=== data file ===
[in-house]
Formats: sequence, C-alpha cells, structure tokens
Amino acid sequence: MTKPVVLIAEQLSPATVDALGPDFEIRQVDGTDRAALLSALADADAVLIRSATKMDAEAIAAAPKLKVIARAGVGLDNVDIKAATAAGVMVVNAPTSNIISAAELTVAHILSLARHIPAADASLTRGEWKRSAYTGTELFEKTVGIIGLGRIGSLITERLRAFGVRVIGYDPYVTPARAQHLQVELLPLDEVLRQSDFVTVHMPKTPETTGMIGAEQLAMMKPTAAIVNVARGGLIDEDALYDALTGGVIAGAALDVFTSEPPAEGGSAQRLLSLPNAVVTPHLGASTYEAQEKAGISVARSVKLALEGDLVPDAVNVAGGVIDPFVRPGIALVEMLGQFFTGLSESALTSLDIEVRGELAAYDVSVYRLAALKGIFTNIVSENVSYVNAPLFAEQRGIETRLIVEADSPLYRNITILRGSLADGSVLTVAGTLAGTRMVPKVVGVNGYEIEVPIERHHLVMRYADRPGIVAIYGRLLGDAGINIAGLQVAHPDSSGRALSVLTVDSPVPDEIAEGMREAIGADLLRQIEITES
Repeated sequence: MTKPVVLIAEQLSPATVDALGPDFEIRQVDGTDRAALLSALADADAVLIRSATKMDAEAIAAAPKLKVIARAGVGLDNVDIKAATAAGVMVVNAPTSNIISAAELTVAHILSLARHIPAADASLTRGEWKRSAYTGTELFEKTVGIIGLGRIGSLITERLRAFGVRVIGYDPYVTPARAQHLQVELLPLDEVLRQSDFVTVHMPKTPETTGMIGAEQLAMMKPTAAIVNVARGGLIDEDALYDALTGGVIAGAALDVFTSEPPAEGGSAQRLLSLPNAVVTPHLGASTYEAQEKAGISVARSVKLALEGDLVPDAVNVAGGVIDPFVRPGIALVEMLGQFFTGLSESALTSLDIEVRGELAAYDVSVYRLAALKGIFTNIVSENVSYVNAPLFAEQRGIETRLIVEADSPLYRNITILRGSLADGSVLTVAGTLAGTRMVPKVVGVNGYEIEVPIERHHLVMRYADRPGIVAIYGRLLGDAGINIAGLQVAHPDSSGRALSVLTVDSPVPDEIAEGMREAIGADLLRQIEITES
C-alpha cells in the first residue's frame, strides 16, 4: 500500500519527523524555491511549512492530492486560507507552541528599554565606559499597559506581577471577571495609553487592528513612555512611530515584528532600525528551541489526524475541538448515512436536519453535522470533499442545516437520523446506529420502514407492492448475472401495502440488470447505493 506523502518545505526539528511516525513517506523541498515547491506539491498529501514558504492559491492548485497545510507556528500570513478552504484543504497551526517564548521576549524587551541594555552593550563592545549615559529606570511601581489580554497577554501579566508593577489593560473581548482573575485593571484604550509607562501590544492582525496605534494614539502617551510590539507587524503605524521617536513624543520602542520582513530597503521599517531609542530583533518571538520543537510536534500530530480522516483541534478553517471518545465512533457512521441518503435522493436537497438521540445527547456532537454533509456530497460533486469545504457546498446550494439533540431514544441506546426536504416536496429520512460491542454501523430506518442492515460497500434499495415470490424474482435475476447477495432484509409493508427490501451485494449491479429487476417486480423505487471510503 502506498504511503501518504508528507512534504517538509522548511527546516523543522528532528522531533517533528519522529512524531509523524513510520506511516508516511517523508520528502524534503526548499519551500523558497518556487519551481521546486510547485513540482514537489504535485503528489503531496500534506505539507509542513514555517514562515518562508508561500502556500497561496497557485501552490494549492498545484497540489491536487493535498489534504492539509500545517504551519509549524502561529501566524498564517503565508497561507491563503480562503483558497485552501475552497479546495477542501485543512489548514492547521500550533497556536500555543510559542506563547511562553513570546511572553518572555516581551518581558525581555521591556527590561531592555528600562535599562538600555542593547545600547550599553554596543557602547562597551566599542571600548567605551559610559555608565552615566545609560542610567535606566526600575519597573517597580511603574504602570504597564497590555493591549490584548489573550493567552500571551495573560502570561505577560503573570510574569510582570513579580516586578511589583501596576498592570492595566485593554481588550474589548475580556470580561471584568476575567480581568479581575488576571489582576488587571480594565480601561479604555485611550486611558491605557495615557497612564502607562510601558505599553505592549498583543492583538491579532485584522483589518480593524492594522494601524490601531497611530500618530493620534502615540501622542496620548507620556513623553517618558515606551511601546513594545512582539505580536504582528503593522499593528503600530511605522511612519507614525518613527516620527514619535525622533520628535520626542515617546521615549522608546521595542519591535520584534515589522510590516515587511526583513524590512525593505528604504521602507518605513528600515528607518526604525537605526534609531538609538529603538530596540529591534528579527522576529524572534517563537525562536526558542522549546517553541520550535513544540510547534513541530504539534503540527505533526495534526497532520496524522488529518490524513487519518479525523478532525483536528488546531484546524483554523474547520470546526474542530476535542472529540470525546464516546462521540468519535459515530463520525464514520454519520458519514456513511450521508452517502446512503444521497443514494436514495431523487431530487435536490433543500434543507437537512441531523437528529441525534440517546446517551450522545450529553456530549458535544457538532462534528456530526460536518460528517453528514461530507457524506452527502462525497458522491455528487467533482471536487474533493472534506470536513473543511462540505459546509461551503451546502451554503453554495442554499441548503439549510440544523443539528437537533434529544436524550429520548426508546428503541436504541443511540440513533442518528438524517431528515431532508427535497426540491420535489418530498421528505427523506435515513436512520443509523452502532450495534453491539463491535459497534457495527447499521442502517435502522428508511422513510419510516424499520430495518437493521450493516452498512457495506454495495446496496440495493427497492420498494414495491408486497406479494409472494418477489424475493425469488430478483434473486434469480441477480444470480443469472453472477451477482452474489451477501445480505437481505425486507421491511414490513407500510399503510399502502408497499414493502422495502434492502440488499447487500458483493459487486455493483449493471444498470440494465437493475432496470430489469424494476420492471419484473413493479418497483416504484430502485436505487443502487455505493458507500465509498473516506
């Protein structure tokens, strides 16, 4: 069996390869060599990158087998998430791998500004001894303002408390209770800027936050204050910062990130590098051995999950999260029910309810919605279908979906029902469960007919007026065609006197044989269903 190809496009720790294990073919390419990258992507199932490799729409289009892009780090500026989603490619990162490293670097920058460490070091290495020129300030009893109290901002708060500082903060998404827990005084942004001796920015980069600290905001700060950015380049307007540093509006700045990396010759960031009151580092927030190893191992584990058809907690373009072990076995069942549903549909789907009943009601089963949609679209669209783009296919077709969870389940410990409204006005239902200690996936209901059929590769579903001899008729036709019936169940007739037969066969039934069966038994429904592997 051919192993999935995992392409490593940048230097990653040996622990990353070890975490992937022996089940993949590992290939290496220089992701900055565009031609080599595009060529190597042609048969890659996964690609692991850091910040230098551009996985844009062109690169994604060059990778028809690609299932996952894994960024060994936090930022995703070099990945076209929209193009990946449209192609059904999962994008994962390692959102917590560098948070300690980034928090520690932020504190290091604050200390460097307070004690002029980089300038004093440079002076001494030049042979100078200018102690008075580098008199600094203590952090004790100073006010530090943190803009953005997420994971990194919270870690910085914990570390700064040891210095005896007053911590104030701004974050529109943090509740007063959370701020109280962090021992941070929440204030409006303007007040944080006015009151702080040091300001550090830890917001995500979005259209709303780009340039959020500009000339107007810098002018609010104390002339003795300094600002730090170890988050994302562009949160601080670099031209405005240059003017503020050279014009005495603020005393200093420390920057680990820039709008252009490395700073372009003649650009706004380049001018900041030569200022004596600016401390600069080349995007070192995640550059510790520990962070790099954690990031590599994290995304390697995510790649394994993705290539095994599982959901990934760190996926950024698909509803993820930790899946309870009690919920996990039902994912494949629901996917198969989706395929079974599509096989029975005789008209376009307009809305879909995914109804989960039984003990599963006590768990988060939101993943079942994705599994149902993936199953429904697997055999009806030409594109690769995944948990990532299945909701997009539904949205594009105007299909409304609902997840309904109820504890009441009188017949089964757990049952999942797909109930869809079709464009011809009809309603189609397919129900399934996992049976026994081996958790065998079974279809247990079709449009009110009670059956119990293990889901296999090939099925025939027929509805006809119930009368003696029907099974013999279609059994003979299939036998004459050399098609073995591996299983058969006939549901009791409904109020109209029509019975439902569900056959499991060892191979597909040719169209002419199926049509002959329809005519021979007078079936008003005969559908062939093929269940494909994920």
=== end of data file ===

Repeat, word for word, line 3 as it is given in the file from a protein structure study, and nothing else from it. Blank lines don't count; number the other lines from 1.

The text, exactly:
Amino acid sequence: MTKPVVLIAEQLSPATVDALGPDFEIRQVDGTDRAALLSALADADAVLIRSATKMDAEAIAAAPKLKVIARAGVGLDNVDIKAATAAGVMVVNAPTSNIISAAELTVAHILSLARHIPAADASLTRGEWKRSAYTGTELFEKTVGIIGLGRIGSLITERLRAFGVRVIGYDPYVTPARAQHLQVELLPLDEVLRQSDFVTVHMPKTPETTGMIGAEQLAMMKPTAAIVNVARGGLIDEDALYDALTGGVIAGAALDVFTSEPPAEGGSAQRLLSLPNAVVTPHLGASTYEAQEKAGISVARSVKLALEGDLVPDAVNVAGGVIDPFVRPGIALVEMLGQFFTGLSESALTSLDIEVRGELAAYDVSVYRLAALKGIFTNIVSENVSYVNAPLFAEQRGIETRLIVEADSPLYRNITILRGSLADGSVLTVAGTLAGTRMVPKVVGVNGYEIEVPIERHHLVMRYADRPGIVAIYGRLLGDAGINIAGLQVAHPDSSGRALSVLTVDSPVPDEIAEGMREAIGADLLRQIEITES